"It is true that antidepressant prescribing in pediatric patients has gone down, and that coincides with this one-year uptick in adolescent suicide, and that is a concern for us," Dr. Thomas Laughren, director of the FDA's Division of Psychiatry Products, Center for Drug Evaluation and Research, said during the teleconference. "But we do have an obligation to alert prescribers and patients of risks we find with drugs -- it's a dilemma for us, but clearly, it's a concern."
Arias noted that there are many causes of suicide, and the reduction in antidepressant prescribing may be only one reason for the increased rate.
"Suicide is a multidimensional and complex problem," Arias said. "As much as we would like to be able to attribute suicide to any single source that we can fix quickly, unfortunately, we can't do that."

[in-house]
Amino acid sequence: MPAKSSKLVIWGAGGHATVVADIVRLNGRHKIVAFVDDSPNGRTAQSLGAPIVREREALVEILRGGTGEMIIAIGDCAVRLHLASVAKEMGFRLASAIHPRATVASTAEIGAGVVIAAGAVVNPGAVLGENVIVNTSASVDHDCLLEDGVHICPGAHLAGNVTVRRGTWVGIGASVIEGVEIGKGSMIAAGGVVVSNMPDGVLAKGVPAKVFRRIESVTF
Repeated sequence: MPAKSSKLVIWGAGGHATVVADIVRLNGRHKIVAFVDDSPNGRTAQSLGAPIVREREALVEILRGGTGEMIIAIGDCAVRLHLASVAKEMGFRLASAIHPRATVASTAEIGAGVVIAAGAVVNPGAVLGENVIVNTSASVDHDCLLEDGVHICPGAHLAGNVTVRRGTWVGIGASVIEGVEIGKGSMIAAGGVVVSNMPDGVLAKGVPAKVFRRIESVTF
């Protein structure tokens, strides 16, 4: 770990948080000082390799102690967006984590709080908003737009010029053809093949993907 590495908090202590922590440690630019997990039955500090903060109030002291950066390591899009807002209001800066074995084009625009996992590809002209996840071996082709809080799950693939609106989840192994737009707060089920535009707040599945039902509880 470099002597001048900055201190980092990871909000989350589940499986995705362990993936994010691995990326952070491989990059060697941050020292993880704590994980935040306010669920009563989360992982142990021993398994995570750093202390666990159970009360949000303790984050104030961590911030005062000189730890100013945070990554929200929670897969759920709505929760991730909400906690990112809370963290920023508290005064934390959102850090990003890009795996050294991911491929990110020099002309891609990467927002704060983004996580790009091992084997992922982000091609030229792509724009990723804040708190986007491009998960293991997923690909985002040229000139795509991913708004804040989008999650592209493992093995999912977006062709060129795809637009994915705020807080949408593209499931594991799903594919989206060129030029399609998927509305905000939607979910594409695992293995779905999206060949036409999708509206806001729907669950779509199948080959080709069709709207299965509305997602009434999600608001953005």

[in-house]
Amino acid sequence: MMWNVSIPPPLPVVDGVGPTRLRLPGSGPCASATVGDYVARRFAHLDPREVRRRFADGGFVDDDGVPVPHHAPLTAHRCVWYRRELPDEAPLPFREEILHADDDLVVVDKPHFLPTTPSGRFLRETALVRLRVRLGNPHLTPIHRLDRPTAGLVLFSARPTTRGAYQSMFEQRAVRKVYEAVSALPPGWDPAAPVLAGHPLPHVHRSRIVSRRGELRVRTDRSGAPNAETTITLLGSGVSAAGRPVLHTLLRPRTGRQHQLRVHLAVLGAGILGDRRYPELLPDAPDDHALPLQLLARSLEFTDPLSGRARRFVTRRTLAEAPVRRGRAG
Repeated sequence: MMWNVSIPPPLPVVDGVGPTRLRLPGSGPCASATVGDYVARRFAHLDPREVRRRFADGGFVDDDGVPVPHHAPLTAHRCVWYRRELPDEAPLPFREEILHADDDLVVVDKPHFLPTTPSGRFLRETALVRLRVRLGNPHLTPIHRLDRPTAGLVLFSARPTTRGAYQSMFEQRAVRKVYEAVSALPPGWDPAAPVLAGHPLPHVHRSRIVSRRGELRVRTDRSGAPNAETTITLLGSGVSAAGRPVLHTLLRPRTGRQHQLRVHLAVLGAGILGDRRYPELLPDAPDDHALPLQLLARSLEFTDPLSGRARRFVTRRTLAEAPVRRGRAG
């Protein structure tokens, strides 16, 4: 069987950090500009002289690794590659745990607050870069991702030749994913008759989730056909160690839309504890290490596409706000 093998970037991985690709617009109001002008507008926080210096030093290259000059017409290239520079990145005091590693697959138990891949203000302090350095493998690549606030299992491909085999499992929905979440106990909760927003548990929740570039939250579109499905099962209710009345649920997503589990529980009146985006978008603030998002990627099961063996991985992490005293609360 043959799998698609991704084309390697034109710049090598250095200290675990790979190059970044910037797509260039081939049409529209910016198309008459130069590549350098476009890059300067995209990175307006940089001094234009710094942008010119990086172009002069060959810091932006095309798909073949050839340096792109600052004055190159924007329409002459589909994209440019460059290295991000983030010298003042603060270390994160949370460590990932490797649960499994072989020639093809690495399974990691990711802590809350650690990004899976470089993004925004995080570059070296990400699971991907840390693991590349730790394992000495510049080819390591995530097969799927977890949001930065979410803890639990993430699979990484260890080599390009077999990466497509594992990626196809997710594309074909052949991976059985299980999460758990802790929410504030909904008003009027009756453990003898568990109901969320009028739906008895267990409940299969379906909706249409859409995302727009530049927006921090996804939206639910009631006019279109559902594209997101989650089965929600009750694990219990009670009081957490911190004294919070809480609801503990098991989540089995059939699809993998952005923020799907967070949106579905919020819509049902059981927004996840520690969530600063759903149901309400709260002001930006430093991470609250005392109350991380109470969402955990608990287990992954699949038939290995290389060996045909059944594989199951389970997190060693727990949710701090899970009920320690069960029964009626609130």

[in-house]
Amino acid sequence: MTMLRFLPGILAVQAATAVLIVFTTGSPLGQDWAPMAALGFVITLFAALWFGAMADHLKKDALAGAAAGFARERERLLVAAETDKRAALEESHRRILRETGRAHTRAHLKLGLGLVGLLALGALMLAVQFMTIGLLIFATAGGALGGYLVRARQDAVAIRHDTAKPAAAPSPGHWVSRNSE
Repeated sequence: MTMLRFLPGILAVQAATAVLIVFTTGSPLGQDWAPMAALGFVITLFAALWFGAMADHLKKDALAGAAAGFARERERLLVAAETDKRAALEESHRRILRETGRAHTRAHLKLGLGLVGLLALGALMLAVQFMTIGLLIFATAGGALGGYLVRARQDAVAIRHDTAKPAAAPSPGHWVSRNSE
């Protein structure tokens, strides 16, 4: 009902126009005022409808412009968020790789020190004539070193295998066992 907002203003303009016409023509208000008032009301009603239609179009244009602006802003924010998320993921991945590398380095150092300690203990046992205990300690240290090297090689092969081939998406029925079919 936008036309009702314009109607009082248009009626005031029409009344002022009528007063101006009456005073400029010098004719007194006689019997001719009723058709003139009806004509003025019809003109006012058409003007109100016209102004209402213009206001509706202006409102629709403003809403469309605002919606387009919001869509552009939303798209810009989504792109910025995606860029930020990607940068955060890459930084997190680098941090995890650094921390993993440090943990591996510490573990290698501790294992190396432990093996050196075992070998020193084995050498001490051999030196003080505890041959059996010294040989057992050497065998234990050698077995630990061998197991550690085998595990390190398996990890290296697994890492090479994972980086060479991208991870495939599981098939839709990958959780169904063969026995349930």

Shain, who wrote a paper on teen suicide that was published in the September issue of Pediatrics, used the same data as the CDC but found an 18 percent increase in the teen suicide rate.
The difference in the rate of increase was due to Shain's inclusion of suicides among people aged 0 to 24, Arias said.
In the CDC report, researchers collected data from the CDC's National Vital Statistics System. They looked specifically at the trends of suicide over 15 years, according to the report in the Sept. 7 issue of Morbidity and Mortality Weekly Report, a CDC publication.
The researchers also found the methods used to commit suicide had changed among girls over time. In 1990, guns were the most common method used by both girls and boys. But by 2004, hanging
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